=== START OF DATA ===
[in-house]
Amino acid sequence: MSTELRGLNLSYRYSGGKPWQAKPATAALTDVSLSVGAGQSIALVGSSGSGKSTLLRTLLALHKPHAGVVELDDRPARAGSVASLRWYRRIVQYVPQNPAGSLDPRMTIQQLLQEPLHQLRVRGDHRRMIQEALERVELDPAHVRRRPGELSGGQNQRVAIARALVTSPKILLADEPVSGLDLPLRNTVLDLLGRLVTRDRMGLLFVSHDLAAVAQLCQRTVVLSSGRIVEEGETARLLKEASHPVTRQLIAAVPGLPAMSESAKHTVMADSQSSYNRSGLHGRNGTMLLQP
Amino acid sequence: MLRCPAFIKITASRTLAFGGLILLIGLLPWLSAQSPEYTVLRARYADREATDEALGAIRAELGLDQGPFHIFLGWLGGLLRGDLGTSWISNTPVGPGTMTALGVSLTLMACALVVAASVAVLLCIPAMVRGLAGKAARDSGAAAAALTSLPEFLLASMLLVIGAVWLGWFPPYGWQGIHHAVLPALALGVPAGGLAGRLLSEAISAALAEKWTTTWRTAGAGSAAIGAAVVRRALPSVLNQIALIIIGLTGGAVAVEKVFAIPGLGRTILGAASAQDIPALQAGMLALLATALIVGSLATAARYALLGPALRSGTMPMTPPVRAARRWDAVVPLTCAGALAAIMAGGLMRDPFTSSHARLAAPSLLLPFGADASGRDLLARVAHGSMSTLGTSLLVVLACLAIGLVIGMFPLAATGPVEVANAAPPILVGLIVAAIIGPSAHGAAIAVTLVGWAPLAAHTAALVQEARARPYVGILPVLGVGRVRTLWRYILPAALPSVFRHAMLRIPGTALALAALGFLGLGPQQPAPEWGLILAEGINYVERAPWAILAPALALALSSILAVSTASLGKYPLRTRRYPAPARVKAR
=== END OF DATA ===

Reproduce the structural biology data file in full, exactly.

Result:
[in-house]
Amino acid sequence: MSTELRGLNLSYRYSGGKPWQAKPATAALTDVSLSVGAGQSIALVGSSGSGKSTLLRTLLALHKPHAGVVELDDRPARAGSVASLRWYRRIVQYVPQNPAGSLDPRMTIQQLLQEPLHQLRVRGDHRRMIQEALERVELDPAHVRRRPGELSGGQNQRVAIARALVTSPKILLADEPVSGLDLPLRNTVLDLLGRLVTRDRMGLLFVSHDLAAVAQLCQRTVVLSSGRIVEEGETARLLKEASHPVTRQLIAAVPGLPAMSESAKHTVMADSQSSYNRSGLHGRNGTMLLQP
Amino acid sequence: MLRCPAFIKITASRTLAFGGLILLIGLLPWLSAQSPEYTVLRARYADREATDEALGAIRAELGLDQGPFHIFLGWLGGLLRGDLGTSWISNTPVGPGTMTALGVSLTLMACALVVAASVAVLLCIPAMVRGLAGKAARDSGAAAAALTSLPEFLLASMLLVIGAVWLGWFPPYGWQGIHHAVLPALALGVPAGGLAGRLLSEAISAALAEKWTTTWRTAGAGSAAIGAAVVRRALPSVLNQIALIIIGLTGGAVAVEKVFAIPGLGRTILGAASAQDIPALQAGMLALLATALIVGSLATAARYALLGPALRSGTMPMTPPVRAARRWDAVVPLTCAGALAAIMAGGLMRDPFTSSHARLAAPSLLLPFGADASGRDLLARVAHGSMSTLGTSLLVVLACLAIGLVIGMFPLAATGPVEVANAAPPILVGLIVAAIIGPSAHGAAIAVTLVGWAPLAAHTAALVQEARARPYVGILPVLGVGRVRTLWRYILPAALPSVFRHAMLRIPGTALALAALGFLGLGPQQPAPEWGLILAEGINYVERAPWAILAPALALALSSILAVSTASLGKYPLRTRRYPAPARVKAR